CARY — Fifty years ago, Cary residents found something to unify them: reading material.
The first edition of The Cary News was published on Aug. 1, 1963, beginning a chronicle of development, politics, culture and everyday life in a fast-changing town.
That day’s front page brought news about the Cary Swim Team’s championship effort, the hiring of a new fire chief and Cary High School’s driver’s education program, burgeoning that year with 75 students.
There was also a prominent item about the editor’s son and his summer job as a disk jockey.
Lewis Lawrence, the paper’s founder and publisher, rolled out a first issue lined with advertisements for businesses across the booming town of about 3,500.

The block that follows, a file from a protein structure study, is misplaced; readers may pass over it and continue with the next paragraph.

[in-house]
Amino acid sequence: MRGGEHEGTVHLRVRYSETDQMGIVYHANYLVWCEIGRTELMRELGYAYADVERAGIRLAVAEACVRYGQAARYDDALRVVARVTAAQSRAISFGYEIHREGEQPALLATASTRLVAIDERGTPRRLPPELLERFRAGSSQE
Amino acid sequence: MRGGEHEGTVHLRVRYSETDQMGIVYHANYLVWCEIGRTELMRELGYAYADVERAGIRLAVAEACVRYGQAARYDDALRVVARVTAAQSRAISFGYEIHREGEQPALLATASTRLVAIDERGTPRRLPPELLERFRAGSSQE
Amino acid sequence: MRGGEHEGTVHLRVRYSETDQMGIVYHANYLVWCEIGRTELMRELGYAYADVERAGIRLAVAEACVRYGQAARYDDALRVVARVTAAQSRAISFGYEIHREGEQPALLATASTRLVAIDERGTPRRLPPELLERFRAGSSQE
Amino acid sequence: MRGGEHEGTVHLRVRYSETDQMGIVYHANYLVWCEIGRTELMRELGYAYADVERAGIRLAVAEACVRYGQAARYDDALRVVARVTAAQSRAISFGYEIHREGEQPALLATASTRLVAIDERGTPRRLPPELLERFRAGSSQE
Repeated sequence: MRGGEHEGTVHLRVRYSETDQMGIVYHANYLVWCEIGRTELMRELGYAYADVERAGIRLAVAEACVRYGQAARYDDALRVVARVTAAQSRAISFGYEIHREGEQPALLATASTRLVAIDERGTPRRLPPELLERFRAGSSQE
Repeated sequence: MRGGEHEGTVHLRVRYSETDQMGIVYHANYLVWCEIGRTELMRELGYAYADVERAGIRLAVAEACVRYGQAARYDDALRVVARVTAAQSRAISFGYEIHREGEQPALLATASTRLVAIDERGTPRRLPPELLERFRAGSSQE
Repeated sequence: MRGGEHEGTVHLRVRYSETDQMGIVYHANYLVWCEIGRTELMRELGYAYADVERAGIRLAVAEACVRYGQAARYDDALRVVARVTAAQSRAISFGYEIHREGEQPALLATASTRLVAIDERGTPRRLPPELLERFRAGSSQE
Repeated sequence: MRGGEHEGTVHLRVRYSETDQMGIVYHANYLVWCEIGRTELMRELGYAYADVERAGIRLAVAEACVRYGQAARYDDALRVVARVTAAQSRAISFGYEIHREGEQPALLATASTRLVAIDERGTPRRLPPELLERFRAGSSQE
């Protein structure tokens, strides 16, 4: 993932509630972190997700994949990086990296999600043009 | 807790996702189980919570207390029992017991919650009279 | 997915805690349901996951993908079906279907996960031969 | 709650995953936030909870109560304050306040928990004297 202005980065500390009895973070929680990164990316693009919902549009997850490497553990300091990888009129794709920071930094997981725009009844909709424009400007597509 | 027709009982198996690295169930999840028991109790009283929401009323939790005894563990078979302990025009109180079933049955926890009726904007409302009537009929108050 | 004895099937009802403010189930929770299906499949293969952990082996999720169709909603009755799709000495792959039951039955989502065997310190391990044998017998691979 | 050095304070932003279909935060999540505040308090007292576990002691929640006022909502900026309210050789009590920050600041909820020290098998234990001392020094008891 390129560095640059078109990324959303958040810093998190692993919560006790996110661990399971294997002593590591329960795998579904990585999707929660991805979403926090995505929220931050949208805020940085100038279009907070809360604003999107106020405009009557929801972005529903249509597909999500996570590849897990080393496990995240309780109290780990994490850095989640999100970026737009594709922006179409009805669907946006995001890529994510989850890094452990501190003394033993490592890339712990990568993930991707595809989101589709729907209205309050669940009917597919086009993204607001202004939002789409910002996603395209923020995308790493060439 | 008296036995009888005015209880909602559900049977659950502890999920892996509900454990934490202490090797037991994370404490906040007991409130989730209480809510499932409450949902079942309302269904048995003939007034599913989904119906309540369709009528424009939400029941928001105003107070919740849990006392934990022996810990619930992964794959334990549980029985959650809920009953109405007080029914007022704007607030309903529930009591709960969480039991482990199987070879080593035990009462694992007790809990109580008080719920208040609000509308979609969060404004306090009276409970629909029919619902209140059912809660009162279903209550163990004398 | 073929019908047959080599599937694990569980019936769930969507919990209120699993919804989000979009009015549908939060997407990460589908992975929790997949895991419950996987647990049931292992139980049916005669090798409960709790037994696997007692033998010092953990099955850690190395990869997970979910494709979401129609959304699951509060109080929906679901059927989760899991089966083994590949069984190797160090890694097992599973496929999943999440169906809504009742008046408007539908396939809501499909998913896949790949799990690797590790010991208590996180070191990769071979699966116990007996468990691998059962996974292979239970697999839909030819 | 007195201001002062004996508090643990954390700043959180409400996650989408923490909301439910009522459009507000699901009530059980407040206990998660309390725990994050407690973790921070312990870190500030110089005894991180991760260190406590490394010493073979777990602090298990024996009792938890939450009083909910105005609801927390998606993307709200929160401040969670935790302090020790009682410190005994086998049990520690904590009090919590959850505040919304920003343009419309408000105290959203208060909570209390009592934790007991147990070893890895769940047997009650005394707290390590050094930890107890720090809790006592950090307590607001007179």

Lawrence established the paper’s first headquarters at 114 S. Academy St., hiring Frances Riley as the first editor, according to the book “Around and About Cary” by Thomas M. Byrd.
“At first we gave away more copies than we sold. Every time I started some place with my children, I would throw an armful in the back seat to pass out along the way,” Riley said in the book.
Since then, The Cary News has seen a litany of editors and writers, along with three changes of ownership. The Cary News came under its current ownership in 1974, when The News & Observer Publishing Company bought the paper.
Of course, Cary is much different than it was half a century ago.
Back then, virtually all of the town was clustered downtown, with farms on the outskirts.
Fifty years later, much of that sprawling farmland has turned into subdivisions for more than 145,000 people who live here.
And downtown? Well, it’s making a comeback.
Cary leaders have big plans to once again create a lively town core.